Mitch? Mickey? 

The answer, my friend ...

FRI 5/28

When Peter, Paul & Mary sang "Blowin' in the Wind" some forty years ago, it struck a chord with the zeitgeist of a sad and confused wartime nation. And while many years have passed and the folk music genre has evolved, today's politics, sadly, look much the same. That's precisely why we still require the truth-tellers in our diminishingly diverse community to rise up and tell it like it is. The finest folk musicians have always seemed capable of conveying the world's problems in a song, making them both palpable and pleasing to the ear. For this reason, Project X -- a passionate East Bay activist group formerly known as PUEBLO -- invited some of the Bay Area's grooviest folk talent to help summon the mighty winds of change at its Friday night benefit, Folk and Radical Politics Extravaganza.

Don't let the name fool you. We doubt you'll see any mod hairdos or black turtlenecks at this event. Instead, expect a set of stellar old-school banjo slapping with the premier folk ensemble Folk This!, a tradition with a twist. They'll be joined by outspoken word troupe the Molotov Mouths -- authors of the acclaimed Explosive New Writing -- an intrepid group of expressionists from both sides of the tracks who speak out on the complications of transgender sex, the injustice in disability discrimination, the need for protesting against war, and other capitalist adventures. Also participating are radical a cappella women's trio Samsara and Sean Corkery, otherwise known as Toofless Sean, howling out his original folk blues. This may not be the lilty, guitar-strumming folk your mama remembers, but these aren't exactly kinder, gentler times, either. Join Project X in getting informed and having a little fun this Friday from 7 to 10 p.m. at the AK Press Warehouse, 674-A 23rd St., Oakland, between MLK and San Pablo. $8-$20 donation requested. -- Justine Nicole

5/26-6/1

Lit Happens

Art on the Lam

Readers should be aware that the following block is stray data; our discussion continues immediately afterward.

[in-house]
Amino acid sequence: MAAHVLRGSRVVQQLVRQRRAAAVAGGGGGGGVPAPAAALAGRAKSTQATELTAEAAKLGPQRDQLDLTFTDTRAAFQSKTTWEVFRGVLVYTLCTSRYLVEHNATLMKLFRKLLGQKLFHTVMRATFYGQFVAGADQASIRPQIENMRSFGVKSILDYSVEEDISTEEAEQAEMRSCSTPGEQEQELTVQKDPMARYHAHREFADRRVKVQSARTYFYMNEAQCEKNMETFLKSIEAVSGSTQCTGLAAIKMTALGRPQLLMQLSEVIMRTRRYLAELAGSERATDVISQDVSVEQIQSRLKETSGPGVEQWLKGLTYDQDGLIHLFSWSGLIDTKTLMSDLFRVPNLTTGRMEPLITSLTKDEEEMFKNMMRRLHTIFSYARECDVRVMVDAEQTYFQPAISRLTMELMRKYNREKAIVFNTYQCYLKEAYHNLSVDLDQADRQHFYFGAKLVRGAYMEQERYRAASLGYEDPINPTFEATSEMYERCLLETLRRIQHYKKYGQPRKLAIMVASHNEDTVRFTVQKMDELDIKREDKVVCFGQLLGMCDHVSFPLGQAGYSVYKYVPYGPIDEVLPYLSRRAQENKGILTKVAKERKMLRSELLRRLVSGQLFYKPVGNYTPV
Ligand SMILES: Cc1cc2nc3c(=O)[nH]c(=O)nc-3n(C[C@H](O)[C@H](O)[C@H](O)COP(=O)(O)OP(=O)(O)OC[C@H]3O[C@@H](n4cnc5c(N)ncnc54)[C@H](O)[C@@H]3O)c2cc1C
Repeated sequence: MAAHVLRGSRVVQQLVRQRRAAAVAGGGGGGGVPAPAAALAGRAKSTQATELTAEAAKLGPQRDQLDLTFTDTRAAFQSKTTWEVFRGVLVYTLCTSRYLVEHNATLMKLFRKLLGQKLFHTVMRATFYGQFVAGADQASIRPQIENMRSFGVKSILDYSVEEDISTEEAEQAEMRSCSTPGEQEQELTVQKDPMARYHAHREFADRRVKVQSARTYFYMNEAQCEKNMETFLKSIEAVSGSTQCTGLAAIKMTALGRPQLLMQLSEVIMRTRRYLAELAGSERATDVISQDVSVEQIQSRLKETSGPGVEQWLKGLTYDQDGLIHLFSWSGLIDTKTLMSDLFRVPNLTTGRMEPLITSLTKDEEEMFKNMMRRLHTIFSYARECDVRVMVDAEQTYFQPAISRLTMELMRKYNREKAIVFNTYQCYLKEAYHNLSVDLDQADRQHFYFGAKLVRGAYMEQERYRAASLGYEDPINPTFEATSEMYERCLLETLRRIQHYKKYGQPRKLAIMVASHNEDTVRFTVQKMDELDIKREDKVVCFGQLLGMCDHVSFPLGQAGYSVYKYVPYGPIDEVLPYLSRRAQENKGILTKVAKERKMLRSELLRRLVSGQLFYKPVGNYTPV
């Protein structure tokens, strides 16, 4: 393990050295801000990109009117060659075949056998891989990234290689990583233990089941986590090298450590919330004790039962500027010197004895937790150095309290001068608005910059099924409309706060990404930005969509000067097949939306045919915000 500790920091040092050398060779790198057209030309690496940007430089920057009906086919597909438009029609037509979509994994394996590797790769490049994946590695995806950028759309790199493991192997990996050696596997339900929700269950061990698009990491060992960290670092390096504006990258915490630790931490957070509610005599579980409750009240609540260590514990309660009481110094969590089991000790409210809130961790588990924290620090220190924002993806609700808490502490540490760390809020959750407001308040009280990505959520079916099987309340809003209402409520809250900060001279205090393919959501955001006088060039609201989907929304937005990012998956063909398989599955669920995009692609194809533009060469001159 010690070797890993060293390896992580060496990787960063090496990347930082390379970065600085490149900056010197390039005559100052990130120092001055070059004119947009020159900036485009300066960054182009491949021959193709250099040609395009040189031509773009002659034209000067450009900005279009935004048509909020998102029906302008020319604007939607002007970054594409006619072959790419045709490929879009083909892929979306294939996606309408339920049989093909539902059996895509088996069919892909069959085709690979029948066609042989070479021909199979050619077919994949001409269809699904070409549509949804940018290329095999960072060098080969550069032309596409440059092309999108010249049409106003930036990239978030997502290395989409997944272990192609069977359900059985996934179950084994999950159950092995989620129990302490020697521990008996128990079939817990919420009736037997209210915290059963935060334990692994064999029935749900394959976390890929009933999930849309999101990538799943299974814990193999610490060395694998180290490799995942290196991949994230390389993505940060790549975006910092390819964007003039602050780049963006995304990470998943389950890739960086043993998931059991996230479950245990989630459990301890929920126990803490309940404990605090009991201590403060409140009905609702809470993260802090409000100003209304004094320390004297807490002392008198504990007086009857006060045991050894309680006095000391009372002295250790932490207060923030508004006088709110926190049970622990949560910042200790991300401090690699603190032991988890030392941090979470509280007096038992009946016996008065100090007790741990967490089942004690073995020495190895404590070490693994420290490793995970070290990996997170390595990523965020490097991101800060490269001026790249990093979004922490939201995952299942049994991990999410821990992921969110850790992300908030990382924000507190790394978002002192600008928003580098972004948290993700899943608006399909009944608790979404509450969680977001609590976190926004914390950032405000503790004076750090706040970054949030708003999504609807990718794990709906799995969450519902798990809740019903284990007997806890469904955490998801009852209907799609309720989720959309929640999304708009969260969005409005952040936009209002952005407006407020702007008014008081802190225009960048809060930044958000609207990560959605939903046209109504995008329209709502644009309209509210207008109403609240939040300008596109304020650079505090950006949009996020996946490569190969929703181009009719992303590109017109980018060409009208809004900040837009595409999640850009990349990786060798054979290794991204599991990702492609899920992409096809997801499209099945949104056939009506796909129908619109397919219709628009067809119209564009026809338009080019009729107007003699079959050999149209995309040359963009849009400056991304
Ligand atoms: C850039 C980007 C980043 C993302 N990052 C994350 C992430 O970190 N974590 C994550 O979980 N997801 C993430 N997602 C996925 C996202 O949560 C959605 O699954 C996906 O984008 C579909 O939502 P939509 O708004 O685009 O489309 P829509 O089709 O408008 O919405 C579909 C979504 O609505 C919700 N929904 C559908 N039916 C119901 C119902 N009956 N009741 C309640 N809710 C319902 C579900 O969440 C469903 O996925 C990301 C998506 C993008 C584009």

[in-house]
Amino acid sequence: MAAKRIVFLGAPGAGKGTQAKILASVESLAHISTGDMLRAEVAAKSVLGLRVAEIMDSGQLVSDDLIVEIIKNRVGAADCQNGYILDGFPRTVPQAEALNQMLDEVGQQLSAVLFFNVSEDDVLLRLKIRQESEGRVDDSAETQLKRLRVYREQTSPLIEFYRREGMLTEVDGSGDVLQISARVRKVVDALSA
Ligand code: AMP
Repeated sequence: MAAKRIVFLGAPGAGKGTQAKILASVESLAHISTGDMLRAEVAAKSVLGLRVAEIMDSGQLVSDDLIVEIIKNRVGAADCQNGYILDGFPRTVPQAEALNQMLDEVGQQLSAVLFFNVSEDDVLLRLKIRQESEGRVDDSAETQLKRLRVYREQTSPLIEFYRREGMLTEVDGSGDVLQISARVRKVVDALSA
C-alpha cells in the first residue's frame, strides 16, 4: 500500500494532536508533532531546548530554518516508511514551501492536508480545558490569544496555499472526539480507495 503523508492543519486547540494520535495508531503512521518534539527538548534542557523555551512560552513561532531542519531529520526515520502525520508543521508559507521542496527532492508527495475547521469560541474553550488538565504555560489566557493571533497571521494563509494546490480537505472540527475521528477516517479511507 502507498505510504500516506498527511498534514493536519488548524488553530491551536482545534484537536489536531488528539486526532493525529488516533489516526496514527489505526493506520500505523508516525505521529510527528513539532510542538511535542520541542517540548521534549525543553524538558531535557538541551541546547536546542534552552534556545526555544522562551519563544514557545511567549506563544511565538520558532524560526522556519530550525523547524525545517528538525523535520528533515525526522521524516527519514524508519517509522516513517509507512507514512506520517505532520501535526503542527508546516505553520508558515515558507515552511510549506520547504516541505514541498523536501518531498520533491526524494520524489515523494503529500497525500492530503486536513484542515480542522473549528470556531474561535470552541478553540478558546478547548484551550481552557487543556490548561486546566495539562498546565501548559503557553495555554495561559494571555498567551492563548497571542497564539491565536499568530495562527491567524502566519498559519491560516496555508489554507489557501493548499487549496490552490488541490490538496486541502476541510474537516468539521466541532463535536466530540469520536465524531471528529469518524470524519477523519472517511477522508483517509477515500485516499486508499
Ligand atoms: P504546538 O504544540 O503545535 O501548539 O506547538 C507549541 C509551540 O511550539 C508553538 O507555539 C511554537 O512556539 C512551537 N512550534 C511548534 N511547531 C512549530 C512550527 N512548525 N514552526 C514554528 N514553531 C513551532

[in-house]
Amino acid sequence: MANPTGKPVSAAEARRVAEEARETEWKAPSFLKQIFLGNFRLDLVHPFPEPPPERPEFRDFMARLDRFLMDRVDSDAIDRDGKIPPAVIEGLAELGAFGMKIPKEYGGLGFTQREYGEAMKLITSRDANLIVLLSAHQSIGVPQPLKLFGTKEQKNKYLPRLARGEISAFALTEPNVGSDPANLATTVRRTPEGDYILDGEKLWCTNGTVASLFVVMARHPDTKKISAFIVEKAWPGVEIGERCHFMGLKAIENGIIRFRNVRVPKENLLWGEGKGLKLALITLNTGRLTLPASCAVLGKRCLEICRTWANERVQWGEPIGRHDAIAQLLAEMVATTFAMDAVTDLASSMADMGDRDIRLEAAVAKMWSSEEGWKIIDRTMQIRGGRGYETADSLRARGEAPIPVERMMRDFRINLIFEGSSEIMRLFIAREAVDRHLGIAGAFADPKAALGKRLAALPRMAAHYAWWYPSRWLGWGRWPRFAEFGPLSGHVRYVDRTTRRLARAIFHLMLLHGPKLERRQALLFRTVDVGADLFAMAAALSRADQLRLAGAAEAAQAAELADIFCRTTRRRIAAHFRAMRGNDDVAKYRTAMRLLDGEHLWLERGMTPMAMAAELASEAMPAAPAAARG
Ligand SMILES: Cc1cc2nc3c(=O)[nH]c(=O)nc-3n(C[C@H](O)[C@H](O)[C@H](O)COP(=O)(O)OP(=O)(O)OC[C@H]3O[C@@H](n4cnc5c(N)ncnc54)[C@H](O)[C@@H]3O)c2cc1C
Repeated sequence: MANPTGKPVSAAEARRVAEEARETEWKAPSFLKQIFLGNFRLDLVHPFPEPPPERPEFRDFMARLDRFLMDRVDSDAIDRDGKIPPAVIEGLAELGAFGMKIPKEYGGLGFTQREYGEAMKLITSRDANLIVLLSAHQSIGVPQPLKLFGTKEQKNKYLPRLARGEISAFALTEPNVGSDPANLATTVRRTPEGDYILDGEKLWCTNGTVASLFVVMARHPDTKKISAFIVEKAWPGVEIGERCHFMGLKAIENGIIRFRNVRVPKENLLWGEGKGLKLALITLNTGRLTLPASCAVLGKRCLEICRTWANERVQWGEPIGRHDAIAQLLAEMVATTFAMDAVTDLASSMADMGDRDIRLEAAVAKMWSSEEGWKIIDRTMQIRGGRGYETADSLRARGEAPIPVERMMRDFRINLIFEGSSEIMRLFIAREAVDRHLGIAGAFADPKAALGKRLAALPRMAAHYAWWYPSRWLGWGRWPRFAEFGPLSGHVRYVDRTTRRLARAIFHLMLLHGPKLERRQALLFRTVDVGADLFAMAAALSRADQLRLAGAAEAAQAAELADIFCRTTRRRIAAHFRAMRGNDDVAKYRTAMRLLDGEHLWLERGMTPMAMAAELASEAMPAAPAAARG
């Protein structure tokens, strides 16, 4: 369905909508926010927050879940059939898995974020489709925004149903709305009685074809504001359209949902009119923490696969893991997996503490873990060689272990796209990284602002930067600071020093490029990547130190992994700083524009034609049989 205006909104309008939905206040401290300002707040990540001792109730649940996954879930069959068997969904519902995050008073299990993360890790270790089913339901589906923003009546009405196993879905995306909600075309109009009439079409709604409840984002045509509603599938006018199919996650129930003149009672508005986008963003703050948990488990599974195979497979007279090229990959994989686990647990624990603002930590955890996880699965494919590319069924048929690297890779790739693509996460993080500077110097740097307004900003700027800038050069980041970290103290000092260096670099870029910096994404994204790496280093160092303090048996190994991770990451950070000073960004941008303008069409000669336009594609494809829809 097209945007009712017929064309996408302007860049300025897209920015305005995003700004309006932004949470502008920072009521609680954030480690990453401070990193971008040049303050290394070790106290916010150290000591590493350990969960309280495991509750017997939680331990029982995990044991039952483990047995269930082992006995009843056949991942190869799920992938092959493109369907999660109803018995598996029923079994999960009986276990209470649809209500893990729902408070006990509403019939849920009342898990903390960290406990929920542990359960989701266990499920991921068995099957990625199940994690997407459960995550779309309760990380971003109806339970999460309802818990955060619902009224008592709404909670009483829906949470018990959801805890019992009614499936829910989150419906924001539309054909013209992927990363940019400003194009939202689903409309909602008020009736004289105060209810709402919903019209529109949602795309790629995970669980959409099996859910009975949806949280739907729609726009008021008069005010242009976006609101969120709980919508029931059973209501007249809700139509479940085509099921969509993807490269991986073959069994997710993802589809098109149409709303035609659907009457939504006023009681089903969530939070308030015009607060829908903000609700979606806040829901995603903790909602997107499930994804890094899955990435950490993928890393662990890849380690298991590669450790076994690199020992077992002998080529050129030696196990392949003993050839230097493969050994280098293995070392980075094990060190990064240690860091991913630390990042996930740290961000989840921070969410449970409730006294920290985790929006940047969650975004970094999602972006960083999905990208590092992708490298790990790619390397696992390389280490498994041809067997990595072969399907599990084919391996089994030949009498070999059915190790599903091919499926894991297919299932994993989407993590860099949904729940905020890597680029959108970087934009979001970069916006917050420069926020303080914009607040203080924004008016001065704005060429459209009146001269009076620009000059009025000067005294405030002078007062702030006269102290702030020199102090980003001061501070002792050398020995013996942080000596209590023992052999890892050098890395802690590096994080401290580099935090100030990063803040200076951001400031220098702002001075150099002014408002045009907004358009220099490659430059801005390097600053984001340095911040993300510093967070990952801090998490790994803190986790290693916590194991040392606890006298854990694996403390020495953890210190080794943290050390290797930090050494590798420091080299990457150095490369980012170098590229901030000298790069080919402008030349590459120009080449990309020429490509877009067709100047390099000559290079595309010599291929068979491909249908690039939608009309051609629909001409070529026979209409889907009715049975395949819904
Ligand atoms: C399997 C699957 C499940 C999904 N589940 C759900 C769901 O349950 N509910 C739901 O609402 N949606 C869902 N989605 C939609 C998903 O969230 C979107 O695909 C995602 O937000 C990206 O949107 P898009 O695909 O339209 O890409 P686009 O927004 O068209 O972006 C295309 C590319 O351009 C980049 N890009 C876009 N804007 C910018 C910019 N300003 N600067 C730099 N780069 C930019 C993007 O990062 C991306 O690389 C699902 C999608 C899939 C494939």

After masterminding the 1986 heist of a Goya, a Gainsborough, two Rubens, and a Vermeer from a palatial private home, a fat Dublin gangster was gunned down by the IRA. In The Irish Game, Matthew Hart traces this and other high dramas in art theft. Ask him who stole Munch's The Scream at Rakestraw Books (Wed., 7 p.m.). ... Don't let its cheery title fool you: In Bill Campbell's sci-fi novel Sunshine Patriots, a corporate government is out to destroy a pacifist planet. Speculate with the author (below) at Goodenough Books (Wed., 7:30 p.m.). ... Undertaking a road trip all about road trips, David Haward Bain and his family retraced the first transcontinental railroad's route from Omaha to San Francisco in 2000. Searching for clues about past and present, they scried the backbone of America. Bain reads from Old Iron Road at Barnes & Noble Walnut Creek (Wed., 7:30 p.m.). ... And here on the Wild West's farthest flap, Jonathan Raymond reads at Diesel from his debut novel The Half-Life, which follows famished fur trappers through the Oregon Territory in the 1820s -- and mixes it up with a modern drama in which two teens unearth two skeletons, and it's all about friendship and death (Wed., 7:30 p.m.). ... Blasted out of their houses, they lived underground in tube stations, as Sayre Van Young reveals in a slide show at the Berkeley Public Library's North Branch based on her book, London's War: A Traveler's Guide to World War II (Thu., 7:30 p.m.). ... When chess was invented, it didn't have a queen. Two centuries later, when Europeans learned the game from their Arab conquerors, the queen took up residence on the board, replacing the vizier who once stood on that spot. In Birth of the Chess Queen, women's-history expert Marilyn Yalom follows five hundred years in the history of everybody's favorite piece. Check her at Black Oak (Thu., 7:30 p.m.). ... Bid a sad goodbye to Boadecia's at the soon-to-be-shut shop's last Dyke Open Myke. To register, call 510-655-1015 (Sat., 7:30 p.m.). ... Baseball for Rookies author Jeff Lichtman banters about bats at the El Cerrito Library with special guest Pumpsie Green, the first African American to play for the Boston Red Sox (Tues., 7 p.m.). -- Anneli Rufus